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Friday, August 30, 2019

Merdeka Day - reflecting on Malaysia, past and present


As the 62nd anniversary of Merdeka is upon the nation, some reflection on its past will not be remiss.
History repeats itself and nowhere is this more evident than in Malaysia. Worse things have happened to this unique multiracial country which remains vulnerable to betrayals, extremism and political upheavals.
Learning from history helps people avoid repeating past mistakes, especially those foisted upon a nation by unprincipled leaders.

Former minister Zaid Ibrahim is commendable for honing in on the importance of 'core principles', not 'political pragmatism', which is a euphemism for promise-breaking and treachery.
Leaders either leave toxic legacies or success stories. They are only as potent as the support given to them by the people.
The big lesson to take away from the country’s history - which is itself one long series of political betrayals - is to never support a conniving and dishonest leader.
Sadly many have a short memory and others have to remind them.
Tunku Abdul Rahman, Malaysia’s first prime minister, promised the Merdeka generation a new and free country after Aug 31, 1957, the Malayan independence day.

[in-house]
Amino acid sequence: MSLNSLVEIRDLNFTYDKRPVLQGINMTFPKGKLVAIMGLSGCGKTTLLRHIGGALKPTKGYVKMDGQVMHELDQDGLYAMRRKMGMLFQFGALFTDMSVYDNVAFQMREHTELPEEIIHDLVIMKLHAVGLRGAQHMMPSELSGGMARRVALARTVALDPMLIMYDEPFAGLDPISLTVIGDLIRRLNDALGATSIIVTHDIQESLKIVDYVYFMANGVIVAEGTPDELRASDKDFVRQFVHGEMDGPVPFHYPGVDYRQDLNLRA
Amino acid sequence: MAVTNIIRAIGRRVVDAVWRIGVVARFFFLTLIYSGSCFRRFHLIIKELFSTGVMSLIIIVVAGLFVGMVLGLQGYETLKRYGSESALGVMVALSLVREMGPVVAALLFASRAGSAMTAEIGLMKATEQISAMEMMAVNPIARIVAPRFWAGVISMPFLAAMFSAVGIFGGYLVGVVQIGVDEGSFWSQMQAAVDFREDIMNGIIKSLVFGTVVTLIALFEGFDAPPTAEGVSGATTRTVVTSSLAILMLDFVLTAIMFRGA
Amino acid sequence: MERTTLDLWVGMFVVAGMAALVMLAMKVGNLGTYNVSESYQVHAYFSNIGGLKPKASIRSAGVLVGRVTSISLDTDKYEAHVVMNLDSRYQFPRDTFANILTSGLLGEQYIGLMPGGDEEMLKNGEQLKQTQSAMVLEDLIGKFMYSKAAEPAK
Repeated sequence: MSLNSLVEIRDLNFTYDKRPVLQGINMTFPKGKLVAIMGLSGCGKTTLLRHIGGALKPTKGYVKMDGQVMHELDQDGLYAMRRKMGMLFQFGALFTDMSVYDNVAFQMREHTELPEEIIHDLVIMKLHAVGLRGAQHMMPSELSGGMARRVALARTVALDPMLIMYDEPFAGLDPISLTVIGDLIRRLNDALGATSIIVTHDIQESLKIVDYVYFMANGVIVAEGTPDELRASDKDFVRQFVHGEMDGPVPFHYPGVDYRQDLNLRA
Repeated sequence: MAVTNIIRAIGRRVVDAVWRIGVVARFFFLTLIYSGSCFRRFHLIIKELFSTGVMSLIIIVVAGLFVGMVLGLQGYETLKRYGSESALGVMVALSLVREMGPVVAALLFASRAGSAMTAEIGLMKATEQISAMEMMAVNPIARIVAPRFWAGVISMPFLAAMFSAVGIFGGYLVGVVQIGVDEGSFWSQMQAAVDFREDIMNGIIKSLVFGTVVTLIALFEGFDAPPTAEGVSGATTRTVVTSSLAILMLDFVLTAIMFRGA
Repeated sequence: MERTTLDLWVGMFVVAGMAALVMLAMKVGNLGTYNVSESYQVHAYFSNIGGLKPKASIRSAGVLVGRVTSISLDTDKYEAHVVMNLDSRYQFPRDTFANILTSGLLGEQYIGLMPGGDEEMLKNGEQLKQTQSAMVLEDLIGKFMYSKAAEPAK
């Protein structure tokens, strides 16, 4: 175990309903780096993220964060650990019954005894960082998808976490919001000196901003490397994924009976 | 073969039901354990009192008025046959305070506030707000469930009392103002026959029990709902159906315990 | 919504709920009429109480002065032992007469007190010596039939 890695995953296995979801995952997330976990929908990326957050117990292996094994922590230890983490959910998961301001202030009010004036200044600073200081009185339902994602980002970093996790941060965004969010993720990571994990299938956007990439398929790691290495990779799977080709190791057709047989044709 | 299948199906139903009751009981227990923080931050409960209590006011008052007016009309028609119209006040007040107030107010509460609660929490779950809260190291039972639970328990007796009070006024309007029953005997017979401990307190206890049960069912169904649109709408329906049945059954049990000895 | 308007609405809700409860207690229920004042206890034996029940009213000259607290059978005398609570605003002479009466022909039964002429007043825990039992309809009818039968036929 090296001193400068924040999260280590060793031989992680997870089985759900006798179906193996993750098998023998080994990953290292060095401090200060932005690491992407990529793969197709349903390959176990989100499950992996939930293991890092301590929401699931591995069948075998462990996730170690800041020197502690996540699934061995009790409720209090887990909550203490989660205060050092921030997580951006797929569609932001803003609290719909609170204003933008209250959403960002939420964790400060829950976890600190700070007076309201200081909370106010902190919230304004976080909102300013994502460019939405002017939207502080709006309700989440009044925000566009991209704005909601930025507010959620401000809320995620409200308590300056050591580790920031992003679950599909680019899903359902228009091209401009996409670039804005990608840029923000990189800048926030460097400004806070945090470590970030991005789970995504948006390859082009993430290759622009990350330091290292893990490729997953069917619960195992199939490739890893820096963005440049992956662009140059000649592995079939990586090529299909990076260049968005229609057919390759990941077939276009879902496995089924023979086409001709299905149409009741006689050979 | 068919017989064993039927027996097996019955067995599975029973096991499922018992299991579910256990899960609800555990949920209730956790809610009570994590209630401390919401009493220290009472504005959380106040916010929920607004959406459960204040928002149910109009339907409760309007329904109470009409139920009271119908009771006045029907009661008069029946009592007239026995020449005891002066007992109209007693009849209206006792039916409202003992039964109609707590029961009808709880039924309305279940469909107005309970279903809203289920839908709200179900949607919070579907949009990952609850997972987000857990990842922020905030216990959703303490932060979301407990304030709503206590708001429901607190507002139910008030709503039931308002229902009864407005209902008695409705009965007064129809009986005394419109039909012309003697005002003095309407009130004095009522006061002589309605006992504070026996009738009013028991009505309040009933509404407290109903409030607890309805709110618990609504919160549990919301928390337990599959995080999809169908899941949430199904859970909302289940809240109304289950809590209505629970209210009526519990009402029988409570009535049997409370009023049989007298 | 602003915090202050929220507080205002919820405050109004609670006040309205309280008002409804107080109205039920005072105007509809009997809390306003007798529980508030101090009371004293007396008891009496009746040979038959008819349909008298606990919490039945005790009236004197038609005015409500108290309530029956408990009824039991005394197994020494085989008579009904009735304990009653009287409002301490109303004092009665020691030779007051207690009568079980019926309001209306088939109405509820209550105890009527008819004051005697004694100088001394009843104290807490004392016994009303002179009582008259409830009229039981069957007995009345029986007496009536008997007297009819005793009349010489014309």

Tunku Abdul Rahman
At our school assembly some time in 1963, at the Tunku's alma mater, the Penang Free School, he urged us to study hard, make something of our lives and take our places as leaders of the new nation.
He was sincere.
Sadly, however, when it was time for us to do that, Malaysia was a different country and the Tunku had been betrayed and deposed.
Many non-Malays felt betrayed by their government but you could not complain. In those days, a criticism of the government was construed by the Malays as an attack on them.
Years later, the Malays had their experience of betrayal. It was their turn to complain and the taboo was broken. It was not taboo for anyone to criticise the government. Hence 'Reformasi' became a catchcry of the nation involving all races.
Poetic justice
More years later, Dr Mahathir Mohamad, ironically, the previous target of the people's disaffection, marginalised and humiliated by Najib Abdul Razak, came out of retirement and became a juggernaut to oust his protege.
According to Mahathir, Najib was 'corrupt' and the then 92-year-old reportedly said, “I feel betrayed”. That was before GE14.
Dr Mahathir Mohamad
Was it poetic justice that Mahathir was he getting a taste of his own medicine?
The Tunku died at the height of Mahathirism. He felt Mahathir had become a dictator and criticised him openly in his 'As I See It' column in The Star newspaper during the early 1980s.
There was no love lost between the two Malay politicians. Looking at it objectively and with hindsight, the Tunku was probably right.
A dictator need not always have to be forcefully violent, like Iraq's Saddam Hussein. He can just be self-willed and strong-willed, always making the decision, demanding the final say, having things 'my way' regardless of the opinions and feelings of others and often wiser counsel.